Poolside Chats

Research Stalled? Leads Might be Lurking in Land Records

Webinar Abstract: Take a tour through various kinds of land records (not just deeds!) and see the genealogical evidence they have to offer. The talk highlights records you’ll see in different jurisdictions; county-level records; proprietors’ records; bounty land records, and……
Poolside Chats

Connecting with Cousins: Using Tools & Technology for Genealogical Collaboration

Webinar Abstract: For genealogists building family trees or seeking information about DNA matches, a plethora of resources are available online. During this session, we will delve into the unique challenges of working with living people and learn practical tips for……
Poolside Chats

Finding the Original Record When the Index is Unclear

Sometimes to find the original record based on a reference or an index will require a concentrated effort and logical thinking skills to find that record. A well‐prepared index can greatly enhance the usefulness of a resource to researchers, but it is important that we understand how this tool was created. Come along as we try to find several important records and discover what is really there – using a step-by-step process.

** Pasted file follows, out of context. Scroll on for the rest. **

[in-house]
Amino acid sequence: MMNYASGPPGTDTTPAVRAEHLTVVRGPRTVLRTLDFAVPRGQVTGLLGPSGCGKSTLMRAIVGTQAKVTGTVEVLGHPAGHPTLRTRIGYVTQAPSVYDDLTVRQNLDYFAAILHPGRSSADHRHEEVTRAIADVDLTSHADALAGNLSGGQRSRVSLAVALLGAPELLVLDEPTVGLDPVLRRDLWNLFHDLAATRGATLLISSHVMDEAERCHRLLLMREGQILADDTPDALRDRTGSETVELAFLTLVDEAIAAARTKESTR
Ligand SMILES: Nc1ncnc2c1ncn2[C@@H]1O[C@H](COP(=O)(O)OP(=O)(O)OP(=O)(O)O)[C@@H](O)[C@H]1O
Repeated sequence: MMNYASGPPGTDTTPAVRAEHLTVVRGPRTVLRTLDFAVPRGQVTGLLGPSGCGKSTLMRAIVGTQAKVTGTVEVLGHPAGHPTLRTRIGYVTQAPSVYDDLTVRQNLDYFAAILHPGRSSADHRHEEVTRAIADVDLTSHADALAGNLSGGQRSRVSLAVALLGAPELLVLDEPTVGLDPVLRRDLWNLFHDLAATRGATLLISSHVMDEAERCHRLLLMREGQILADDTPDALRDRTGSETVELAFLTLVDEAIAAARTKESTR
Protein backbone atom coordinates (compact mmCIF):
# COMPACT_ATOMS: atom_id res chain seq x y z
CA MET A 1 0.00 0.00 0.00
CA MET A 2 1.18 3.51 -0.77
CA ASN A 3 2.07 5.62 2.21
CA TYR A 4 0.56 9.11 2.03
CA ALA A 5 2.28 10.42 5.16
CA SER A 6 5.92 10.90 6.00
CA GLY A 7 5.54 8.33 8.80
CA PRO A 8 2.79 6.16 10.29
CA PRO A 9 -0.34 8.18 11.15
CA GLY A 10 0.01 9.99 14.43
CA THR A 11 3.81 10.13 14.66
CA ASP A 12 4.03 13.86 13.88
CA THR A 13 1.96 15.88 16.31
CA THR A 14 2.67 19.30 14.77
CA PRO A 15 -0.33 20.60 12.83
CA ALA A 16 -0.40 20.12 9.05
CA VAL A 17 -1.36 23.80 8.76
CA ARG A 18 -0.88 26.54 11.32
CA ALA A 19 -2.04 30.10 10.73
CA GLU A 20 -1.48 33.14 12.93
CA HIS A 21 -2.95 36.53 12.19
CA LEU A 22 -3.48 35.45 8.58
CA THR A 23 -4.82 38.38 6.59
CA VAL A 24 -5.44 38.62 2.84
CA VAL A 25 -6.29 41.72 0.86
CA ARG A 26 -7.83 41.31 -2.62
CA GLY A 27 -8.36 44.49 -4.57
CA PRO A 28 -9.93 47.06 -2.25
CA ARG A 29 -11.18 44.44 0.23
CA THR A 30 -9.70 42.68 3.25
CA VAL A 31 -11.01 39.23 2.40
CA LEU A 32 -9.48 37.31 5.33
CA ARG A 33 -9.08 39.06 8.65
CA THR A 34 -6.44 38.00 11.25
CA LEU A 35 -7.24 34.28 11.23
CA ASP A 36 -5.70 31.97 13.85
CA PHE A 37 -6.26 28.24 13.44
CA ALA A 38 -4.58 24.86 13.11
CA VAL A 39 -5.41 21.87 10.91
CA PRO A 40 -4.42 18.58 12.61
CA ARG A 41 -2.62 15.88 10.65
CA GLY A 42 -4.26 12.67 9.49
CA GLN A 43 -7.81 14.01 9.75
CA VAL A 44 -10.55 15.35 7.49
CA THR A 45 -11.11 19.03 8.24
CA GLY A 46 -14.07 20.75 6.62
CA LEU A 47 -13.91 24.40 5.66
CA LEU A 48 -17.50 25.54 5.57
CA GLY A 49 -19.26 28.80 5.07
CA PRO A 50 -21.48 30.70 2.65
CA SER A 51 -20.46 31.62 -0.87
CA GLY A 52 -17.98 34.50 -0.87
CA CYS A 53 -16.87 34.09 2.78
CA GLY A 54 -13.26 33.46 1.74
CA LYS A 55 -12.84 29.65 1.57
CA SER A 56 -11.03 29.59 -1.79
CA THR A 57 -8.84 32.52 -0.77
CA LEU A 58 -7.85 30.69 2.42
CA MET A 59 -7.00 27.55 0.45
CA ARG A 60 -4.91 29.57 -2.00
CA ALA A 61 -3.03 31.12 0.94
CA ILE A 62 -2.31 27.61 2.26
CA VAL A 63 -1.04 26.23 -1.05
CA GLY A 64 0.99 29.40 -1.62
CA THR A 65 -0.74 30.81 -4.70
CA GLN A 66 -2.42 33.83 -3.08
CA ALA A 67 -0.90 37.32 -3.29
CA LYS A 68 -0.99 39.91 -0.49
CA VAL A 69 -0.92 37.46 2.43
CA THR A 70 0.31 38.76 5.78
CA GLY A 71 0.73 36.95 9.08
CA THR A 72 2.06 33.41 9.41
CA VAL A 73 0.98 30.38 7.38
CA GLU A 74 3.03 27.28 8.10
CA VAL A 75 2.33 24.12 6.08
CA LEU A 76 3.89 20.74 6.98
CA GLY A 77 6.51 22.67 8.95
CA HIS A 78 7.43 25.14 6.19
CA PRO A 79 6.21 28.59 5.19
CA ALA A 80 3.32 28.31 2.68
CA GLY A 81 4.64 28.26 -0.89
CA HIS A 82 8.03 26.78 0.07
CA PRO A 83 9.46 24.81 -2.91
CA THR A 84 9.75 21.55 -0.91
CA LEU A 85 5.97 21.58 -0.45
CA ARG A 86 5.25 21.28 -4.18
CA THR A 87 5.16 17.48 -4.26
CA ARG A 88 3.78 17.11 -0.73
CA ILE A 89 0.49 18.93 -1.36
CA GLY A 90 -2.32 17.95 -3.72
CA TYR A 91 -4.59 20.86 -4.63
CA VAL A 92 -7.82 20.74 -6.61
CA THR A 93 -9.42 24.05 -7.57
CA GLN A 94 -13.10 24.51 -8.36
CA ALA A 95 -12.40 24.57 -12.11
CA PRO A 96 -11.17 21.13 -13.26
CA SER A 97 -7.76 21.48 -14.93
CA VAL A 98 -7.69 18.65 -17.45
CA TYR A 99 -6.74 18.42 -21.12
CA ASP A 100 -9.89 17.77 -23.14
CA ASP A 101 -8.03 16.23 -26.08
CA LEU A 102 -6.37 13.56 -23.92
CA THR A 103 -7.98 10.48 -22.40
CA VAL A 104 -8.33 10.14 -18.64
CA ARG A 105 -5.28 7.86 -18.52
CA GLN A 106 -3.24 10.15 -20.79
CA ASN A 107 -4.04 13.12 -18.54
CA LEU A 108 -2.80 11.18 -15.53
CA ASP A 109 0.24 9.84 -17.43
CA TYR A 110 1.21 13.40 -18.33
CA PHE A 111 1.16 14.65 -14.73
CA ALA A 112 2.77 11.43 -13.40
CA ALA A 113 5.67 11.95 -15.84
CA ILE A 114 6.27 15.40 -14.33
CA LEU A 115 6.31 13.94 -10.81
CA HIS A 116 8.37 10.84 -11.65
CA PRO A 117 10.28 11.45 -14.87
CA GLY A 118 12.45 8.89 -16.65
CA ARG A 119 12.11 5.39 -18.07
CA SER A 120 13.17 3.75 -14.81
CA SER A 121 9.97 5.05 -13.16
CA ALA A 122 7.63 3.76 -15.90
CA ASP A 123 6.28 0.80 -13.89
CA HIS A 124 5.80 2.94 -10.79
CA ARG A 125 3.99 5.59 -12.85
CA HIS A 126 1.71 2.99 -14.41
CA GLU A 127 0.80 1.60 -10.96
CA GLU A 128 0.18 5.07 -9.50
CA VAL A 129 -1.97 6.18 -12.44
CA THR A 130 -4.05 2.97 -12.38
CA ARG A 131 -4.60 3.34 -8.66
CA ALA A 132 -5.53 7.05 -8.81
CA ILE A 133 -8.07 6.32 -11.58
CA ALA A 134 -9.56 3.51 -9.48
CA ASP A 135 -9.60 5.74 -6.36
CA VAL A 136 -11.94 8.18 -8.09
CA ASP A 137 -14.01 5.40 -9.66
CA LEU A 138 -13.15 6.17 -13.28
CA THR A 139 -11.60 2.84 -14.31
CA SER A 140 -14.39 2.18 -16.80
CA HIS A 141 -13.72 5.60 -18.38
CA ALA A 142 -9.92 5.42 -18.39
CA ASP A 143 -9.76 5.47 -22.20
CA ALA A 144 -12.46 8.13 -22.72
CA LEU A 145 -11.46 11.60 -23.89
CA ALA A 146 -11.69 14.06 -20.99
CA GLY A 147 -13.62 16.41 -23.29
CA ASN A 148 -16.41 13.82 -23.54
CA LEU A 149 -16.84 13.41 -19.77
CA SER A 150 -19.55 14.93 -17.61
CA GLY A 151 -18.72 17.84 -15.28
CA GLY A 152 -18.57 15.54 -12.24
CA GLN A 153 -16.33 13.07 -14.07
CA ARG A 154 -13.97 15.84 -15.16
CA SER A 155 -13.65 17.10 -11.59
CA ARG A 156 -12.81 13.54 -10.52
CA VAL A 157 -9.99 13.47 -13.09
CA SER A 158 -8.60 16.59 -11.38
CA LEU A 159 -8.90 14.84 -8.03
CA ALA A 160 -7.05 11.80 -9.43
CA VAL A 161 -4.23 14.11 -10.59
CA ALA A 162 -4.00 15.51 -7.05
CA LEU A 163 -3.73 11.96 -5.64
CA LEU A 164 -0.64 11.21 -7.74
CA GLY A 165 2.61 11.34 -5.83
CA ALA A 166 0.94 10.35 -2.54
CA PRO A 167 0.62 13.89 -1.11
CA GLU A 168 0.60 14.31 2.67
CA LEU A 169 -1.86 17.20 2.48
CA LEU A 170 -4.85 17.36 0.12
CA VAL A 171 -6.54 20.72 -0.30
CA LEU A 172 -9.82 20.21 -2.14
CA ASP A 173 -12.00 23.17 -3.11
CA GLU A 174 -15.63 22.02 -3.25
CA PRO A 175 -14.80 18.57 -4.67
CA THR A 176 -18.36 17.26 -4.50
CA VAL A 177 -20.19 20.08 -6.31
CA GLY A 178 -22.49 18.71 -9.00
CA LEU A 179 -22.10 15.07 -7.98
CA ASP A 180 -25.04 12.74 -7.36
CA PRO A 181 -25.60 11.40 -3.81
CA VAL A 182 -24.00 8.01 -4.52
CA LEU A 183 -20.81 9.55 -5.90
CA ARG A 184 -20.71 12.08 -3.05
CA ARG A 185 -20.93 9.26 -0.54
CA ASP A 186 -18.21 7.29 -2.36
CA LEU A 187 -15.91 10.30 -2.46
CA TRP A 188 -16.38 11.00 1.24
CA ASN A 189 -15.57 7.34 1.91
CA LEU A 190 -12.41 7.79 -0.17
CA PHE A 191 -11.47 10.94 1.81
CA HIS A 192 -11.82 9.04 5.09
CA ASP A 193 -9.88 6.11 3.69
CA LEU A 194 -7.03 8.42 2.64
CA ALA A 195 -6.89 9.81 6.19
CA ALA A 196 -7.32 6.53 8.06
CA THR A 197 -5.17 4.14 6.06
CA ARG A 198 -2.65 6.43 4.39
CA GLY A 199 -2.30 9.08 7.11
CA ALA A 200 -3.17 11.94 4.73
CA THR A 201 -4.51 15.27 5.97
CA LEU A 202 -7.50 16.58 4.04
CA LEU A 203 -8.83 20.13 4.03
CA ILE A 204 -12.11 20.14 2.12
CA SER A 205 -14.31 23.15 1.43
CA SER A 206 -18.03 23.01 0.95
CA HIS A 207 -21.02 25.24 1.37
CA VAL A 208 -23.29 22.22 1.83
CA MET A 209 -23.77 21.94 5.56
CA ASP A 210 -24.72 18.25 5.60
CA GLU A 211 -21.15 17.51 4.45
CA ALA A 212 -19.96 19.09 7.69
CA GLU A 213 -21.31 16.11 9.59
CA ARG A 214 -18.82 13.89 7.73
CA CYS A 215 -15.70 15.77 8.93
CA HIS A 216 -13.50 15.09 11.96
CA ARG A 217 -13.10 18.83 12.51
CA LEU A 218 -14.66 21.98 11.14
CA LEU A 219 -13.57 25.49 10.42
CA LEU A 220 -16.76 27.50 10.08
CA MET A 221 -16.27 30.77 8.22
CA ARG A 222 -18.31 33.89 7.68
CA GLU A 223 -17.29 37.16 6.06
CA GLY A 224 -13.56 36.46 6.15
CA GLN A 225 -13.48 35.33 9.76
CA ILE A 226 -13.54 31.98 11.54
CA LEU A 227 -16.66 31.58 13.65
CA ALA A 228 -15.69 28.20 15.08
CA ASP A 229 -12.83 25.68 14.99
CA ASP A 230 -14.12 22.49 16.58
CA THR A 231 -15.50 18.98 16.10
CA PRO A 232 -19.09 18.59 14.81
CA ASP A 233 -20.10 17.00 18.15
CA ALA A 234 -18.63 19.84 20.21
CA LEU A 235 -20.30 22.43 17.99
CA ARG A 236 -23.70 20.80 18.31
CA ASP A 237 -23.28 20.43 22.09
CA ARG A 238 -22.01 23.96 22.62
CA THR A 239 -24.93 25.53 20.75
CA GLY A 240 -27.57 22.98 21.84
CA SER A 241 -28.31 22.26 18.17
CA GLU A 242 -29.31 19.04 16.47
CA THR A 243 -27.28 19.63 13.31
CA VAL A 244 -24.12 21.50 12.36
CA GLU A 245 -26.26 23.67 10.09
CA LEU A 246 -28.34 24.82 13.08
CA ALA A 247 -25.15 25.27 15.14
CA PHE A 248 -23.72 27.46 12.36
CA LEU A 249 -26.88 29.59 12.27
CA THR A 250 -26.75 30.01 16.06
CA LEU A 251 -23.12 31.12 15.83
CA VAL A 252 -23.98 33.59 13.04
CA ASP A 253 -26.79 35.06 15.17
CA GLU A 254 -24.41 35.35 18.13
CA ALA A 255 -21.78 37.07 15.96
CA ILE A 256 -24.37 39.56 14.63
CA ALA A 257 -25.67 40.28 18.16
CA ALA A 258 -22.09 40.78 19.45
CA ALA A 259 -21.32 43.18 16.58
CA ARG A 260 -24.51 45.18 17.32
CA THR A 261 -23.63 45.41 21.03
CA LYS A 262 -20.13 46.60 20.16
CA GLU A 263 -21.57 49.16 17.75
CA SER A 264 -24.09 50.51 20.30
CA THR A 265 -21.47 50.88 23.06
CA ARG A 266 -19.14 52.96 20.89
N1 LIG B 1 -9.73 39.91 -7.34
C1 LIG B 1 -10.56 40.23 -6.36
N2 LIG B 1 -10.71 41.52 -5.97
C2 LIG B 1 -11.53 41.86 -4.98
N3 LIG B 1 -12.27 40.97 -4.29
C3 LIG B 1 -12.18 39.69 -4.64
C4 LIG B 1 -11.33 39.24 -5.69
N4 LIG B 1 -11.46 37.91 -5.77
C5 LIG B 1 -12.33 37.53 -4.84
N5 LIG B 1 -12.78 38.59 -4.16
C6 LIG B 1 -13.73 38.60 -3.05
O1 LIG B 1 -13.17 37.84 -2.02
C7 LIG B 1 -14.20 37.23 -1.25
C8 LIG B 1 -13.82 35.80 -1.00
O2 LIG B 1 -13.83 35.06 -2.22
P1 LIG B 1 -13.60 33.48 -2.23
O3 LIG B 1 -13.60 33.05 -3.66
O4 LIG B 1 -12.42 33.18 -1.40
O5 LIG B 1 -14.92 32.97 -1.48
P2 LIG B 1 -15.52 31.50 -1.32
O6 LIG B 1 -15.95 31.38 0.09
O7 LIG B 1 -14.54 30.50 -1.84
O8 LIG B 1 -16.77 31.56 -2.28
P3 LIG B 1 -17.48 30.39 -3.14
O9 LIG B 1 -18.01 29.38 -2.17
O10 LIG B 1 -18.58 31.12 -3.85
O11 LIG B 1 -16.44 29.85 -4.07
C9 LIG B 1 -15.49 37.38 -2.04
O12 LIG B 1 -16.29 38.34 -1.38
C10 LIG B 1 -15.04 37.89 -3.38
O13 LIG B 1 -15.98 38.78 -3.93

Researching in Federal Land Records

Over the history of the United States, almost 2 billion acres of land have been in Federal ownership at one time or another. Federal public land came into private ownership in a variety of ways, from cash sales to preemption to homesteading. Federal land was also granted to railroads and states, who then sold it to private individuals. We will look at how our ancestors acquired federal land and how to find the records of these transfers.

Case Studies in Gray: Identifying Shared Ancestries Through DNA and Genealogy

You’ve identified a group of shared DNA matches, but you’re stumped on how you’re all related. Learn how to let DNA take the lead in determining who and where to search to uncover the group’s most recent common ancestor.

Put Some Meat on ‘Dem Bones

Combine your research with historical information and turn your ancestral data into a compelling story even the non-genealogist will want to read. Learn how to bring life to your ancestors, structure a story line, depict time and place, use general information as a backdrop, and let the tale evolve into a fully developed story. No previous writing experience is required.

Cluster Research: Using Groups of People to Find Your People

Our ancestors did not live in a vacuum. They lived, worked, socialized, and married in the midst of a larger group of people. Those people included not just family members but friends, neighbors, employers and fellow employees, fellow churchgoers, and business associates. Genealogists often refers to this group with the clever shorthand of the “FAN” club—their friends, associates, and neighbors. Researching this larger group of people often leads to greater success in reconstructing families. Ms. Smith provides guidelines and several case studies of applying the technique.